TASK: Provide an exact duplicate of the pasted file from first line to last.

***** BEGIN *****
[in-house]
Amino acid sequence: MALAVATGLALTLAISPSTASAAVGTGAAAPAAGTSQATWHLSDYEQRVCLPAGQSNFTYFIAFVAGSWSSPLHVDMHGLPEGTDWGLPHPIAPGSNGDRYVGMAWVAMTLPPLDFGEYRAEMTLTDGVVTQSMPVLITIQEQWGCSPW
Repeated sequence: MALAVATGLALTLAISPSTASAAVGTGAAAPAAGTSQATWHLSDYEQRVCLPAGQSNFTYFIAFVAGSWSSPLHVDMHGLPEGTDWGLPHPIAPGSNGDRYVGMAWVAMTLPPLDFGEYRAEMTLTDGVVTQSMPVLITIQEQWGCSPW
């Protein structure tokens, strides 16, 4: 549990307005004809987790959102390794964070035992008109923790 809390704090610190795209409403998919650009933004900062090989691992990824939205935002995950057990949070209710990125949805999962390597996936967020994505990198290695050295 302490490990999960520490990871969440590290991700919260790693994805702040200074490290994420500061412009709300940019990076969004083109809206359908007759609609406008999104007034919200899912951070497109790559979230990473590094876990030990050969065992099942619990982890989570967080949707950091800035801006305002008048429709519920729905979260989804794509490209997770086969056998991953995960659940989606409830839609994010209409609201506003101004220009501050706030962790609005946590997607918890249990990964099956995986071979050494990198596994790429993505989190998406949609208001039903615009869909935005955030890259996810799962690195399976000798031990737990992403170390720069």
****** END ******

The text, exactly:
[in-house]
Amino acid sequence: MALAVATGLALTLAISPSTASAAVGTGAAAPAAGTSQATWHLSDYEQRVCLPAGQSNFTYFIAFVAGSWSSPLHVDMHGLPEGTDWGLPHPIAPGSNGDRYVGMAWVAMTLPPLDFGEYRAEMTLTDGVVTQSMPVLITIQEQWGCSPW
Repeated sequence: MALAVATGLALTLAISPSTASAAVGTGAAAPAAGTSQATWHLSDYEQRVCLPAGQSNFTYFIAFVAGSWSSPLHVDMHGLPEGTDWGLPHPIAPGSNGDRYVGMAWVAMTLPPLDFGEYRAEMTLTDGVVTQSMPVLITIQEQWGCSPW
């Protein structure tokens, strides 16, 4: 549990307005004809987790959102390794964070035992008109923790 809390704090610190795209409403998919650009933004900062090989691992990824939205935002995950057990949070209710990125949805999962390597996936967020994505990198290695050295 302490490990999960520490990871969440590290991700919260790693994805702040200074490290994420500061412009709300940019990076969004083109809206359908007759609609406008999104007034919200899912951070497109790559979230990473590094876990030990050969065992099942619990982890989570967080949707950091800035801006305002008048429709519920729905979260989804794509490209997770086969056998991953995960659940989606409830839609994010209409609201506003101004220009501050706030962790609005946590997607918890249990990964099956995986071979050494990198596994790429993505989190998406949609208001039903615009869909935005955030890259996810799962690195399976000798031990737990992403170390720069």